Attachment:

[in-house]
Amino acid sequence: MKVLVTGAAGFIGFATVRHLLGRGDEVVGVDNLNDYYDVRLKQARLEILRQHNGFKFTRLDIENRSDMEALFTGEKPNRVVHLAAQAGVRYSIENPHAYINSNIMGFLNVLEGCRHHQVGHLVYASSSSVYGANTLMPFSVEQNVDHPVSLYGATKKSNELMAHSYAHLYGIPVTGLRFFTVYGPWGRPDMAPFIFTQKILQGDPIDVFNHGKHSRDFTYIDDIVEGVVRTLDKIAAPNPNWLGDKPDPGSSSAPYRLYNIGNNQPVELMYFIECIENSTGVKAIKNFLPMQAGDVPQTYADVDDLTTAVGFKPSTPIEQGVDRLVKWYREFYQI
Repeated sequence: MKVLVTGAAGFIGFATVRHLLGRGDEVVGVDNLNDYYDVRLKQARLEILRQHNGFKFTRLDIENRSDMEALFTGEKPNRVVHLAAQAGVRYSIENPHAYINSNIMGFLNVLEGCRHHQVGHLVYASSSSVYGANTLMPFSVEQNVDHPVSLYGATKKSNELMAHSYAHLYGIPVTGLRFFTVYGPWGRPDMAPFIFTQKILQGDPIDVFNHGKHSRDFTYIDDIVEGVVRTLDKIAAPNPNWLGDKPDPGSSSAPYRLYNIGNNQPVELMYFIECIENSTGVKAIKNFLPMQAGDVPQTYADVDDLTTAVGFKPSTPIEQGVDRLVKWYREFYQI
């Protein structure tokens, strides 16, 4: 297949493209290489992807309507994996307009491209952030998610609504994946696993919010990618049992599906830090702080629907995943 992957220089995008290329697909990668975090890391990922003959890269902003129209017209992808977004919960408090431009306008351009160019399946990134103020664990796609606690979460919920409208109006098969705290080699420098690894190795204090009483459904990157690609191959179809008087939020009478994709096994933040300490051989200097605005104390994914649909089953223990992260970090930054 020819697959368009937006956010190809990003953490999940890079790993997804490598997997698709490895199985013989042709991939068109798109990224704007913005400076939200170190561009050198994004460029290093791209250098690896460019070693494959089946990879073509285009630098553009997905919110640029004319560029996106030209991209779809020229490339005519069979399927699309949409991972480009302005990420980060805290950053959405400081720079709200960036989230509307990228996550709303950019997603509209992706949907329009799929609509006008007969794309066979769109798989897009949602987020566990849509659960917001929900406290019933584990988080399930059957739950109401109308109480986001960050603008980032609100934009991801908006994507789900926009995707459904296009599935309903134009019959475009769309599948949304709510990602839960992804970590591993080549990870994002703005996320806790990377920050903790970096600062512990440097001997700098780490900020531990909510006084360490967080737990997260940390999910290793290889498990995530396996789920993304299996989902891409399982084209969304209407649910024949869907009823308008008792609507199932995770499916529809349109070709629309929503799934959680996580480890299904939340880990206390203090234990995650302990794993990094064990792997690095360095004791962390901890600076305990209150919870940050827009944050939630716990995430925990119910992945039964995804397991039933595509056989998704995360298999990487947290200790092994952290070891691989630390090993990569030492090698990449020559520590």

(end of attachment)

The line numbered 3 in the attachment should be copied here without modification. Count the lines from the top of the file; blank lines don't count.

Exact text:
Repeated sequence: MKVLVTGAAGFIGFATVRHLLGRGDEVVGVDNLNDYYDVRLKQARLEILRQHNGFKFTRLDIENRSDMEALFTGEKPNRVVHLAAQAGVRYSIENPHAYINSNIMGFLNVLEGCRHHQVGHLVYASSSSVYGANTLMPFSVEQNVDHPVSLYGATKKSNELMAHSYAHLYGIPVTGLRFFTVYGPWGRPDMAPFIFTQKILQGDPIDVFNHGKHSRDFTYIDDIVEGVVRTLDKIAAPNPNWLGDKPDPGSSSAPYRLYNIGNNQPVELMYFIECIENSTGVKAIKNFLPMQAGDVPQTYADVDDLTTAVGFKPSTPIEQGVDRLVKWYREFYQI